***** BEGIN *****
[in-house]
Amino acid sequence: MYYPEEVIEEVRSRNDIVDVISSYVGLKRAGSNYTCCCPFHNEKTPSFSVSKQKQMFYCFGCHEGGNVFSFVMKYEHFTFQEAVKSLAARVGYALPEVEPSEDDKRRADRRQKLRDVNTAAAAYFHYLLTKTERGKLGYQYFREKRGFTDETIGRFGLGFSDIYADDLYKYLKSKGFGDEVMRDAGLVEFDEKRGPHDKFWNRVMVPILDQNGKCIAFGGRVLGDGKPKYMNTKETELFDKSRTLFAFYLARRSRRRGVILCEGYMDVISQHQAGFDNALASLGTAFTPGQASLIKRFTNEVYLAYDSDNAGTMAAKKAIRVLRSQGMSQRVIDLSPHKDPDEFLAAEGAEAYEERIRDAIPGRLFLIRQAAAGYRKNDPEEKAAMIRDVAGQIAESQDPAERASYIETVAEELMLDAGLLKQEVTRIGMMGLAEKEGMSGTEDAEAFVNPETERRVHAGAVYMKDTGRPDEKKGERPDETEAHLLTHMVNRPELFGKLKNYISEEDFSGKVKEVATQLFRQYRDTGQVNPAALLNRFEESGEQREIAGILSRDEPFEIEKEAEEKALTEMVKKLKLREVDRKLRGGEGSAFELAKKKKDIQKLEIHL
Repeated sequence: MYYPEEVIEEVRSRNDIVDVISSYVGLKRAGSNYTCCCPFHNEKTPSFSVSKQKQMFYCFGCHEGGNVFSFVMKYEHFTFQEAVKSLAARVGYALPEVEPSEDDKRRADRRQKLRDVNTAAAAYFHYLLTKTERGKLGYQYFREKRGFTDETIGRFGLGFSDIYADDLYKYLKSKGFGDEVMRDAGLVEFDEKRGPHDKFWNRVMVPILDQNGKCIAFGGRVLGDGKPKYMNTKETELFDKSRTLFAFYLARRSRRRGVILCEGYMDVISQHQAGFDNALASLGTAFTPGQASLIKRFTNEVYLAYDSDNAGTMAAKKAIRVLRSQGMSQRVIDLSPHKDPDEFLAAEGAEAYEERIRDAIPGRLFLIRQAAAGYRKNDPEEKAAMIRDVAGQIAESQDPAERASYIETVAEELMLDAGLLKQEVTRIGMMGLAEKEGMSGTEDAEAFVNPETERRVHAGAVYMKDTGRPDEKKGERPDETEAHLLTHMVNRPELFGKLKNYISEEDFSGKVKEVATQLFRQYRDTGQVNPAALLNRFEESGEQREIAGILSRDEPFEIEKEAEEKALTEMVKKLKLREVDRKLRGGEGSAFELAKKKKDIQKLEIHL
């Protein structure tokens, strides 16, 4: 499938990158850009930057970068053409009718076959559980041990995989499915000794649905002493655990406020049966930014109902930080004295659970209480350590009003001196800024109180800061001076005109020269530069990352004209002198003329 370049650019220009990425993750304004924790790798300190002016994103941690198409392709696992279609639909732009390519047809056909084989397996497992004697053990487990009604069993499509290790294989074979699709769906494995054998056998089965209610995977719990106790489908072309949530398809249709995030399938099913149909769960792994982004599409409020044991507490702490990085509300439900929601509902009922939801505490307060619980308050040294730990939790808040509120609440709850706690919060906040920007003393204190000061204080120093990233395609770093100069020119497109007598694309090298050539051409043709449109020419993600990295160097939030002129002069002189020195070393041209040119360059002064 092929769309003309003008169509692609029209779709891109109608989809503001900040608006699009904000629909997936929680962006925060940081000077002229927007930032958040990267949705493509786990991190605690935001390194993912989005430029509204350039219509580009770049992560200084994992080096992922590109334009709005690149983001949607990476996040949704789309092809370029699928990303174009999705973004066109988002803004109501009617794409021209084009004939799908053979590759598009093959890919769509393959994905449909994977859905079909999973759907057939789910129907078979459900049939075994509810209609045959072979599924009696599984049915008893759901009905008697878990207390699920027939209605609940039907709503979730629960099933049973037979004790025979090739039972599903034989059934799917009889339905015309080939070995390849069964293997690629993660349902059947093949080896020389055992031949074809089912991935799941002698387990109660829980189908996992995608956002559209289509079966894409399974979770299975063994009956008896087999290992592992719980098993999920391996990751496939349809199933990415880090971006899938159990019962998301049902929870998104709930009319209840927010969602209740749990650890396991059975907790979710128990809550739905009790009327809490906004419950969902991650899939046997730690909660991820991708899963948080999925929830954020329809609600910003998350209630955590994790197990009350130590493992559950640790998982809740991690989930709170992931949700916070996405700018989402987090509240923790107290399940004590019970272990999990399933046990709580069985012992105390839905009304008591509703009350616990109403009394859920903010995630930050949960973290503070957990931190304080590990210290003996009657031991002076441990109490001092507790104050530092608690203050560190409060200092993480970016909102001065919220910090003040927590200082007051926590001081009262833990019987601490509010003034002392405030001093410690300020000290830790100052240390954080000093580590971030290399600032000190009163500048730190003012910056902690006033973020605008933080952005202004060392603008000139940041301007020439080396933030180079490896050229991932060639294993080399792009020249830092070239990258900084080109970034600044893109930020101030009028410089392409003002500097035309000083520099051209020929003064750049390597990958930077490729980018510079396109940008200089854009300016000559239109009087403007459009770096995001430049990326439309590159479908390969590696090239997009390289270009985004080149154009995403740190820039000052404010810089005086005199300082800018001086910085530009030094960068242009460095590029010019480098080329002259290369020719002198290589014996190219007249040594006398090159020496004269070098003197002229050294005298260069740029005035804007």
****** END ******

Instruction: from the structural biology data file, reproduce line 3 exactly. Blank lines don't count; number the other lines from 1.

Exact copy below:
Repeated sequence: MYYPEEVIEEVRSRNDIVDVISSYVGLKRAGSNYTCCCPFHNEKTPSFSVSKQKQMFYCFGCHEGGNVFSFVMKYEHFTFQEAVKSLAARVGYALPEVEPSEDDKRRADRRQKLRDVNTAAAAYFHYLLTKTERGKLGYQYFREKRGFTDETIGRFGLGFSDIYADDLYKYLKSKGFGDEVMRDAGLVEFDEKRGPHDKFWNRVMVPILDQNGKCIAFGGRVLGDGKPKYMNTKETELFDKSRTLFAFYLARRSRRRGVILCEGYMDVISQHQAGFDNALASLGTAFTPGQASLIKRFTNEVYLAYDSDNAGTMAAKKAIRVLRSQGMSQRVIDLSPHKDPDEFLAAEGAEAYEERIRDAIPGRLFLIRQAAAGYRKNDPEEKAAMIRDVAGQIAESQDPAERASYIETVAEELMLDAGLLKQEVTRIGMMGLAEKEGMSGTEDAEAFVNPETERRVHAGAVYMKDTGRPDEKKGERPDETEAHLLTHMVNRPELFGKLKNYISEEDFSGKVKEVATQLFRQYRDTGQVNPAALLNRFEESGEQREIAGILSRDEPFEIEKEAEEKALTEMVKKLKLREVDRKLRGGEGSAFELAKKKKDIQKLEIHL